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I'm not a fan of the text of Pablo Tepoot's wonderful new book with
photographs of aquatic plants, but one comment he made has got me
thinking. He mentions that many commercial plant growers use copper to
control algae growth. Tepoot strongly advises against this practice and
regards it as a last resort. While I'm at it let me say to the
newcomers on the list that this is a dangerous subject. I know I'm
playing with fire here, but I'm interested anyway.
What I got to thinking about is Karen Randall's reports that her planted
tanks have almost "no visible algae." I take this as absolute gospel
truth, but it's always been slightly counterintuitive to me. I have
very soft wonderful Hetch Hetchy water here in San Francisco with no
more than a trace of copper (I don't have the water quality report at
hand but there's very little copper in the water.) Karen's water, on
the other hand, contains quite a bit of copper (I forget the numbers she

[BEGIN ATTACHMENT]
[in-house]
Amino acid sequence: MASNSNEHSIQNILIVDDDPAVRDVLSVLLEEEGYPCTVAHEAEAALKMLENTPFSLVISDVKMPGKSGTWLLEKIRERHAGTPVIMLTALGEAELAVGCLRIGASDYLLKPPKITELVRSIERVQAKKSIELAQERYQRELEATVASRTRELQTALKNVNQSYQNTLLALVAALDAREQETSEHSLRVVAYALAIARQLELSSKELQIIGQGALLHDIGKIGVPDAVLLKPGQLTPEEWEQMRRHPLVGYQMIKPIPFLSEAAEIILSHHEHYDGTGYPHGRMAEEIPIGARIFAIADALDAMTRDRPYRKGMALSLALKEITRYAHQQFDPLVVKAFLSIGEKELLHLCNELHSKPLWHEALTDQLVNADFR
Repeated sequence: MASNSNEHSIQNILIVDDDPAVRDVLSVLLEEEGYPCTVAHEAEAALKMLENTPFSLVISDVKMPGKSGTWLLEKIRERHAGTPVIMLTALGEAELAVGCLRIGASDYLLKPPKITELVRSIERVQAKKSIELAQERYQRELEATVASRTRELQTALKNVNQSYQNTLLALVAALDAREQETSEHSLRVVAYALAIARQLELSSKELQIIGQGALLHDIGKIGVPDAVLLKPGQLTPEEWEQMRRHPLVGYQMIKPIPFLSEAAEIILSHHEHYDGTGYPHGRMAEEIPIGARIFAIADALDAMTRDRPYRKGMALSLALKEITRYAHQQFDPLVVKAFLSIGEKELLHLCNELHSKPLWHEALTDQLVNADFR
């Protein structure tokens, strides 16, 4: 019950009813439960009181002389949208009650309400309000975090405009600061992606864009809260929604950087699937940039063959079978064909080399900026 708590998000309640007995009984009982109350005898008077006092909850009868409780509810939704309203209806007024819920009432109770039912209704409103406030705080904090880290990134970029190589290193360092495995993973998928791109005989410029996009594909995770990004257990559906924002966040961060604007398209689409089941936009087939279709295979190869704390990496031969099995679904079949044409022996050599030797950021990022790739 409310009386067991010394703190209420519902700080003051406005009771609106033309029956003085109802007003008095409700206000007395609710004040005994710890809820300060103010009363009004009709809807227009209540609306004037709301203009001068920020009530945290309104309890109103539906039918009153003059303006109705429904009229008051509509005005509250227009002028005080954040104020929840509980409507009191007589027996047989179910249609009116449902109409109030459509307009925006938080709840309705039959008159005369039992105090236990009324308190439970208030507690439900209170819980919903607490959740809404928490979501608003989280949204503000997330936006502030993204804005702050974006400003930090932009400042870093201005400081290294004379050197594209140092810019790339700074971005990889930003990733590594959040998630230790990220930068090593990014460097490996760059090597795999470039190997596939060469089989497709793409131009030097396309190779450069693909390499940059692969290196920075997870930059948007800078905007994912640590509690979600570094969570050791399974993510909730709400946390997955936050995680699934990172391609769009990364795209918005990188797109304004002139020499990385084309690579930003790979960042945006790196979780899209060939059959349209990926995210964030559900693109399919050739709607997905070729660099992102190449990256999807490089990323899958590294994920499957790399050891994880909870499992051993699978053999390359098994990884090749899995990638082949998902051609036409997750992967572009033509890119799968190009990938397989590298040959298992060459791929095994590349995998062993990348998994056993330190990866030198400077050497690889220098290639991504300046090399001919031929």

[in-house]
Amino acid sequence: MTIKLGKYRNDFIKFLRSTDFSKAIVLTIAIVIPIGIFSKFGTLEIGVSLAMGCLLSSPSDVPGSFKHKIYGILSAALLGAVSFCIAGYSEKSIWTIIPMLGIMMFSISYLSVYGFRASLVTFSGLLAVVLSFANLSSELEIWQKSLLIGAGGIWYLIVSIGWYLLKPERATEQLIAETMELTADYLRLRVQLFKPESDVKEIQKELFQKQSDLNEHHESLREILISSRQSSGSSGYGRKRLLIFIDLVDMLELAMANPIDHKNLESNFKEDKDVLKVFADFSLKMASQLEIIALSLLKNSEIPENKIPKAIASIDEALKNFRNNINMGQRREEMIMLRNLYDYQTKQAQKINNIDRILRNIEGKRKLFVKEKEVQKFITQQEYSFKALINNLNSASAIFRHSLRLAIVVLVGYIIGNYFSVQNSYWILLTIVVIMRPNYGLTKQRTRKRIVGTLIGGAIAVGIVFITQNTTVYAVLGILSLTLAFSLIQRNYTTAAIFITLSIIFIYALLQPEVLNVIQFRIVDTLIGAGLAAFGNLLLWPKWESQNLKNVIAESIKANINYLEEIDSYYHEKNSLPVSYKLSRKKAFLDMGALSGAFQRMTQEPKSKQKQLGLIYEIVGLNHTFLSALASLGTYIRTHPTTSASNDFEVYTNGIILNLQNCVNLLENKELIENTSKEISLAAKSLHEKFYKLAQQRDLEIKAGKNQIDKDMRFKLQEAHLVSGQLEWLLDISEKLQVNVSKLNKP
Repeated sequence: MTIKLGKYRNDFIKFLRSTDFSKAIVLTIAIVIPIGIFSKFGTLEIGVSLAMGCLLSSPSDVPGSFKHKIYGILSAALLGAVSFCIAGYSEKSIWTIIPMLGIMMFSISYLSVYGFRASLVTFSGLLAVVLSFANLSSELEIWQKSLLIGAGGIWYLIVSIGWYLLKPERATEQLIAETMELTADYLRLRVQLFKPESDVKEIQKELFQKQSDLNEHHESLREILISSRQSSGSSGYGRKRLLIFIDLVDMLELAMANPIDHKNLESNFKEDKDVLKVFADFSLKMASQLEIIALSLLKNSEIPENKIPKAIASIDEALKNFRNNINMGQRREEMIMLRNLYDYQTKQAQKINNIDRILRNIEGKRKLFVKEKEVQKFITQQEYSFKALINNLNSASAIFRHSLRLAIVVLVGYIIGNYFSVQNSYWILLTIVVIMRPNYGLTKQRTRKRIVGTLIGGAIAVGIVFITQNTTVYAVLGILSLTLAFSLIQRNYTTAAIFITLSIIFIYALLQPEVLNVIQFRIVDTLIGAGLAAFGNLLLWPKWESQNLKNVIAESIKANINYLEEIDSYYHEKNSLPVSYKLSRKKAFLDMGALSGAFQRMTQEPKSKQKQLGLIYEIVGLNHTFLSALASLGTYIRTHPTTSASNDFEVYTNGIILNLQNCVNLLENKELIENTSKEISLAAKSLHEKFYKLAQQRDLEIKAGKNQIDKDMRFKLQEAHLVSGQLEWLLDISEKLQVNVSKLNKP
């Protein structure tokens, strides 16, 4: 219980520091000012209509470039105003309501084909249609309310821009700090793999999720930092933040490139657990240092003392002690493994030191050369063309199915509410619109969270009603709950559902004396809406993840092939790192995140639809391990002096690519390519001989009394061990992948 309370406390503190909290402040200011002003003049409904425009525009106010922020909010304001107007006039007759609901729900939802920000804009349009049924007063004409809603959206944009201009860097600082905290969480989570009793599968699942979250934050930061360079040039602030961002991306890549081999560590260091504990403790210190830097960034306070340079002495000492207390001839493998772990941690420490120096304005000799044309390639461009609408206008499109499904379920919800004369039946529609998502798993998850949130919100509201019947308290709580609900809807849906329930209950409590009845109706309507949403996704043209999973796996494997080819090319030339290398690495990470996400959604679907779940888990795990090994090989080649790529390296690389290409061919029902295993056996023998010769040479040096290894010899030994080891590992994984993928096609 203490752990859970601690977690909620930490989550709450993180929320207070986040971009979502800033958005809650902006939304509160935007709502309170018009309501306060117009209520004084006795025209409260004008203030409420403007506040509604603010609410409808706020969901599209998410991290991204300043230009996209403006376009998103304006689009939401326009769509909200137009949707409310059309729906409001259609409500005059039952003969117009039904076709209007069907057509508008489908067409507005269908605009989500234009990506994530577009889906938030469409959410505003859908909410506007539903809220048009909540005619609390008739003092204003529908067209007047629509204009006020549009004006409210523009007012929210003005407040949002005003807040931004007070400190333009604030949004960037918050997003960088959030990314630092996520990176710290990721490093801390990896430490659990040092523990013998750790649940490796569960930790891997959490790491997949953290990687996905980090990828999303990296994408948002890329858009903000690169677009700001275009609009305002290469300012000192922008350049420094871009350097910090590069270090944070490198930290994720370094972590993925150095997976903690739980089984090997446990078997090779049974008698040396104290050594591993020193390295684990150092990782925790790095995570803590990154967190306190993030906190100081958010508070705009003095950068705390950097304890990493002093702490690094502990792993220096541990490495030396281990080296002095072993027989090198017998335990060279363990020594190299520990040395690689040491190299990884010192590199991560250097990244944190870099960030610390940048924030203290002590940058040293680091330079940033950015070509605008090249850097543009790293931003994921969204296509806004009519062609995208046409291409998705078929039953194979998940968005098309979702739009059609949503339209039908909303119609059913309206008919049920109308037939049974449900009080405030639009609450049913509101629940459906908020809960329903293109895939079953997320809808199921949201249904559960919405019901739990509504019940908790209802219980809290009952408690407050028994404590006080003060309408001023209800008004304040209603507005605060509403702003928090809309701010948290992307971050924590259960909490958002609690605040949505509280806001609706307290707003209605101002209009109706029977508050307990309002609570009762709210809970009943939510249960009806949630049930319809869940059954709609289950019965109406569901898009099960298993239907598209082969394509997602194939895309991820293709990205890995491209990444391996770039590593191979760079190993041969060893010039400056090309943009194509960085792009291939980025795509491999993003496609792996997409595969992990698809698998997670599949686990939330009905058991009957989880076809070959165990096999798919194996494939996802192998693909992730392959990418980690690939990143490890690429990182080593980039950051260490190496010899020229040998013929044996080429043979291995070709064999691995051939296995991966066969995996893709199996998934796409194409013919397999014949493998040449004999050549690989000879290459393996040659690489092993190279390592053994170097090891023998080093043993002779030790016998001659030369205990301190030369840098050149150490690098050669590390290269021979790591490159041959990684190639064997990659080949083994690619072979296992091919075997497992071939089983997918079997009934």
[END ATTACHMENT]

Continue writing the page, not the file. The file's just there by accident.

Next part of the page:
posted, but it's high enough that she reduces her water changes during
copper spikes in her water supply).
For me, and if memory serves, George Booth has also made this comment
(George also has very soft water in Denver), good plant growth is
usually associated with some visible algae. It may not be much, but if
nothing else there is a bit of green spot algae to remove from the glass
at water changes every couple of weeks.
Is it possible that experienced aquatic gardeners could tweak that last
little bit of algae down a notch by the addition of minute amounts of
copper to the water column? Now for the heretical questions, if one
wanted to add a bit of copper to the water column, what chemical would
you advise? And what copper levels would be safe for our fish and
plants? I promise to be absurdly cautious-if I do anything at all! :-)
Regards, Steve Dixon -- in San Francisco
BTW, I goofed on my one of my recent APD notes: Kelly Beard is a HE!
My apologies to Kelly!